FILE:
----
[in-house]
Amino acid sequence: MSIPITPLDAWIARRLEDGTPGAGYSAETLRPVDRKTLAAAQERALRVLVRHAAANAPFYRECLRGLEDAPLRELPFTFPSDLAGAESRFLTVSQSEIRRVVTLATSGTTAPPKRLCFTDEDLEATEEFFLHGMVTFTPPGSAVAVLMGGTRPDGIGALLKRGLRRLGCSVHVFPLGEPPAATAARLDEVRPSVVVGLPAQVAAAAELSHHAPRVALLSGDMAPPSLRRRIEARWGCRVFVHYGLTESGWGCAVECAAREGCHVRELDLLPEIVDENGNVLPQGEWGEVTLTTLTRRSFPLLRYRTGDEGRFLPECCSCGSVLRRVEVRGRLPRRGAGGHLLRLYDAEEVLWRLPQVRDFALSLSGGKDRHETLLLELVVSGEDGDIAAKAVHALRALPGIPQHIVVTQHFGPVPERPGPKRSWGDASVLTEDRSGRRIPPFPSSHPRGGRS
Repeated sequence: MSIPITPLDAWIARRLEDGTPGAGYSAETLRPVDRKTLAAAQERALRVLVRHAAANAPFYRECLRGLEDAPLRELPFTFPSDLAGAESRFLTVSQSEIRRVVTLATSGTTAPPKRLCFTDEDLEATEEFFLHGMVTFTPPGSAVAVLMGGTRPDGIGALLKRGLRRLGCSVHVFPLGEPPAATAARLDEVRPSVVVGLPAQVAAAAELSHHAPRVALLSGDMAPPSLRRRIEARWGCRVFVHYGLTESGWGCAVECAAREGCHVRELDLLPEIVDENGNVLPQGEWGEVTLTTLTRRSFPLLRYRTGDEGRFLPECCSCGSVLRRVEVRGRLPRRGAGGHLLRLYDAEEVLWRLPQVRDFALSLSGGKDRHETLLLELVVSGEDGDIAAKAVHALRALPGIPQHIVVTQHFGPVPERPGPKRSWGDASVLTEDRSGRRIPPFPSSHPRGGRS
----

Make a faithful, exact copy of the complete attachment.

[in-house]
Amino acid sequence: MSIPITPLDAWIARRLEDGTPGAGYSAETLRPVDRKTLAAAQERALRVLVRHAAANAPFYRECLRGLEDAPLRELPFTFPSDLAGAESRFLTVSQSEIRRVVTLATSGTTAPPKRLCFTDEDLEATEEFFLHGMVTFTPPGSAVAVLMGGTRPDGIGALLKRGLRRLGCSVHVFPLGEPPAATAARLDEVRPSVVVGLPAQVAAAAELSHHAPRVALLSGDMAPPSLRRRIEARWGCRVFVHYGLTESGWGCAVECAAREGCHVRELDLLPEIVDENGNVLPQGEWGEVTLTTLTRRSFPLLRYRTGDEGRFLPECCSCGSVLRRVEVRGRLPRRGAGGHLLRLYDAEEVLWRLPQVRDFALSLSGGKDRHETLLLELVVSGEDGDIAAKAVHALRALPGIPQHIVVTQHFGPVPERPGPKRSWGDASVLTEDRSGRRIPPFPSSHPRGGRS
Repeated sequence: MSIPITPLDAWIARRLEDGTPGAGYSAETLRPVDRKTLAAAQERALRVLVRHAAANAPFYRECLRGLEDAPLRELPFTFPSDLAGAESRFLTVSQSEIRRVVTLATSGTTAPPKRLCFTDEDLEATEEFFLHGMVTFTPPGSAVAVLMGGTRPDGIGALLKRGLRRLGCSVHVFPLGEPPAATAARLDEVRPSVVVGLPAQVAAAAELSHHAPRVALLSGDMAPPSLRRRIEARWGCRVFVHYGLTESGWGCAVECAAREGCHVRELDLLPEIVDENGNVLPQGEWGEVTLTTLTRRSFPLLRYRTGDEGRFLPECCSCGSVLRRVEVRGRLPRRGAGGHLLRLYDAEEVLWRLPQVRDFALSLSGGKDRHETLLLELVVSGEDGDIAAKAVHALRALPGIPQHIVVTQHFGPVPERPGPKRSWGDASVLTEDRSGRRIPPFPSSHPRGGRS